I was thinking of the health benefits of going to rock gigs as I watched Supersnazz play at the Red Cloth. Head-banging, pogo-hopping, arm-thrusting, slam-dancing—all those must count as mild to moderate forms of exercise. The thick fog of cigarette smoke in the venue, however, is probably not what the doctor ordered. And the beer, if drank to an excess, will likely go on the debt side of the health ledger as well. The Supersnazz fans, if I can add, were a real beer crowd. Different music genres give rise to varied tastes in alcohol, so that, a few weeks earlier when I saw indie pop groups Vasallo Crab 75 and Risette at the Red Cloth, I noticed that various colorful cocktails were the drinks of choice. (And here, another digression: I've long wondered why punk kids so often drink happoshu, that vile, wannabe-beer beverage. Are they making a fashion statement, symbolically allying themselves with the proleteriat, by buying that cheap stuff? Or do they just not have a lot of money? At the Red Cloth last night I became more convinced that it usually must be the former, because at the club, you have three choices of beer—Ebisu draft, canned Kirin, or canned Coors—and, incredibly, some guys chose Coors... Over draft Ebisu, offered at the same price... Coors is, to me, in about the same league as happoshu, and the only reason I can fathom for someone choosing it over Ebisu or Kirin is they want to make a misguided fashion statement that they're rockers with American tastes... Anyway, moving on...) Supersnazz is a loud band, and the possible long-term damage to your hearing can't be considered healthful. But, the psychological well-being you feel watching such an excellent band play—surely, that must be good for you. So, adding everything together...I have no idea what the answer is.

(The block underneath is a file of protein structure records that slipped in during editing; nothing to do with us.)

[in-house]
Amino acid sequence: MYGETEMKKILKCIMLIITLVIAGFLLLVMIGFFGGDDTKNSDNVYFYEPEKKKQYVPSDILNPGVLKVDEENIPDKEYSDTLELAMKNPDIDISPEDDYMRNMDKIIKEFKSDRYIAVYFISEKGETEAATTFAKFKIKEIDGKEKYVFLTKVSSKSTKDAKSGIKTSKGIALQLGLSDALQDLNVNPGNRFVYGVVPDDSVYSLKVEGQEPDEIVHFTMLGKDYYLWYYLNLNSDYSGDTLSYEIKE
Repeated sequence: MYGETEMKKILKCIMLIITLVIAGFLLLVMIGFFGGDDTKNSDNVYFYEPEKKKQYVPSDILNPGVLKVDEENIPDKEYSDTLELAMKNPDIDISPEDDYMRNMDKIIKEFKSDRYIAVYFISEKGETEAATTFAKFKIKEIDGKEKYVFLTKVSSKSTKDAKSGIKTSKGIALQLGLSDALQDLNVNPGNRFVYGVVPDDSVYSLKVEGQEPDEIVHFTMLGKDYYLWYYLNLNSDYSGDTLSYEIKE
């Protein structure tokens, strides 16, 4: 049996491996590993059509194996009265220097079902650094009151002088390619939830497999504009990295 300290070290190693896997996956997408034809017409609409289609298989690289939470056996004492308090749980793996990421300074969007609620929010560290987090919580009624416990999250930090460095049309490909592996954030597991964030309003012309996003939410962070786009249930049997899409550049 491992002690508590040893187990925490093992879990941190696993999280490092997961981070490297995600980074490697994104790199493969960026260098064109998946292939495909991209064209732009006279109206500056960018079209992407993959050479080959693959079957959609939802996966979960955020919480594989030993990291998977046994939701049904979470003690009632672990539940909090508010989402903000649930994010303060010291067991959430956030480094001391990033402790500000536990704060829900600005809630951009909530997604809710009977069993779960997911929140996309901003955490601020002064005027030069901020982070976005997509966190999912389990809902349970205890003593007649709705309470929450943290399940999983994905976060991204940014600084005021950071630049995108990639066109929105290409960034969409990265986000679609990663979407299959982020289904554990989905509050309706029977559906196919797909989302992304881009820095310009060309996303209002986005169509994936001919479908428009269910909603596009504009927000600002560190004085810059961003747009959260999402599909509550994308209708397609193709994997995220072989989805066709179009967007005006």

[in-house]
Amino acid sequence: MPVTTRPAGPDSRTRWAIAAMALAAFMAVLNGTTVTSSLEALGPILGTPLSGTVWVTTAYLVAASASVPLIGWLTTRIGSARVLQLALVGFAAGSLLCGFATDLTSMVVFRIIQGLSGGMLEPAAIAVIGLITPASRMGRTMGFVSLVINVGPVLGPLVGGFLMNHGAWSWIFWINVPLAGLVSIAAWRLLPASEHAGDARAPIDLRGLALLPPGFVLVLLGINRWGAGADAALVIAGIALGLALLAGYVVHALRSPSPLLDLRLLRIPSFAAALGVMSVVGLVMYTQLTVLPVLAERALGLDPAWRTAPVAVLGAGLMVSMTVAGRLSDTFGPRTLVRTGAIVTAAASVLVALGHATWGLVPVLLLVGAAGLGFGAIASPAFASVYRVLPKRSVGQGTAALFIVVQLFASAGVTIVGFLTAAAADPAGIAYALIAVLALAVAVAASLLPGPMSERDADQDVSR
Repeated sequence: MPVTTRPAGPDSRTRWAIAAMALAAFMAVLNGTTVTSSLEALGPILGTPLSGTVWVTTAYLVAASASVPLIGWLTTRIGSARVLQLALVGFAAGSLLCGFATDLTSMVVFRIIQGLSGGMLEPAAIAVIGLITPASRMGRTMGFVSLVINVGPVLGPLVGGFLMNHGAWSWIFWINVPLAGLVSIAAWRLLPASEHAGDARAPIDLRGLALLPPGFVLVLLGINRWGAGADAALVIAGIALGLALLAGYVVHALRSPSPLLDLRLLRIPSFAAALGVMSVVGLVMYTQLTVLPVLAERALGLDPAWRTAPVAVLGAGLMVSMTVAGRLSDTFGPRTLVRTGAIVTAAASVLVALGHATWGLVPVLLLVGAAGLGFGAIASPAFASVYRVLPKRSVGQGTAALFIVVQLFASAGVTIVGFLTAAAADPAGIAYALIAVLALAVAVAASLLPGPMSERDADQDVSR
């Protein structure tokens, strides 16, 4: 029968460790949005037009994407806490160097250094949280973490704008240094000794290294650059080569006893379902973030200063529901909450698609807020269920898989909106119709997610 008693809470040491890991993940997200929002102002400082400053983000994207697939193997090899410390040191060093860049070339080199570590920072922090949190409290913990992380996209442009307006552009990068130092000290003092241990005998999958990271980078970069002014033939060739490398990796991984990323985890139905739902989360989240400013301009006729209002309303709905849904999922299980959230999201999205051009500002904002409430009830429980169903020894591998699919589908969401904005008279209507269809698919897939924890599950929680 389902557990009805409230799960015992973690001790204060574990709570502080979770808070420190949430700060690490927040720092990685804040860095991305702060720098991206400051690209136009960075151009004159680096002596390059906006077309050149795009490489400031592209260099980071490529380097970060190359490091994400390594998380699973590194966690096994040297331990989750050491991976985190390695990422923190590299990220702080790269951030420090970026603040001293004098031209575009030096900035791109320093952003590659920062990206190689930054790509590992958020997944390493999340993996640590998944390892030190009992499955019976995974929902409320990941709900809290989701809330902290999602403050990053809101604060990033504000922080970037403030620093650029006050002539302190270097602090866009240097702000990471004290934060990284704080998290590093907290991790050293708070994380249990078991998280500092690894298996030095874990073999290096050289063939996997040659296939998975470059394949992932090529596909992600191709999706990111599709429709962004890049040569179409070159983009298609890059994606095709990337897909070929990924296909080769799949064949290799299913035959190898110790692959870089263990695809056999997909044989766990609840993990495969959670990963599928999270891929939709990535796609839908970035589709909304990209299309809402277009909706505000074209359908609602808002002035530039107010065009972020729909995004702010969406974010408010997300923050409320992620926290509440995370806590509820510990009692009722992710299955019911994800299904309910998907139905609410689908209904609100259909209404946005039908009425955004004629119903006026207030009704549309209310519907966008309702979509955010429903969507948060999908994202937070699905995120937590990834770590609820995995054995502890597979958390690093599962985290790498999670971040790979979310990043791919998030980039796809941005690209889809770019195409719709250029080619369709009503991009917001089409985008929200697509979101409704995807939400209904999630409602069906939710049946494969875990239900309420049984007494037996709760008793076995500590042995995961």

Supersnazz played both old songs and all the tunes on their new album, Get Down. They have great stage presence, reflecting the fact that they've been rocking for 18 years. As I understand it, they were heavily involved in the U.S. alternative scene in the early 90's, around the same time that American hipsters figured out after discovering Shonen Knife that there is a rock scene in Japan and some of the bands there are even all-girl, and Supersnazz ended up recording an album with Sub Pop. Although I enjoy Shonen Knife, I think Supersnazz is better. A bit obscure, but their old song in the Diode City album, “He's the One”, I think is one of the most perfect rock 'n' roll songs I've ever listened to. More on that some other day.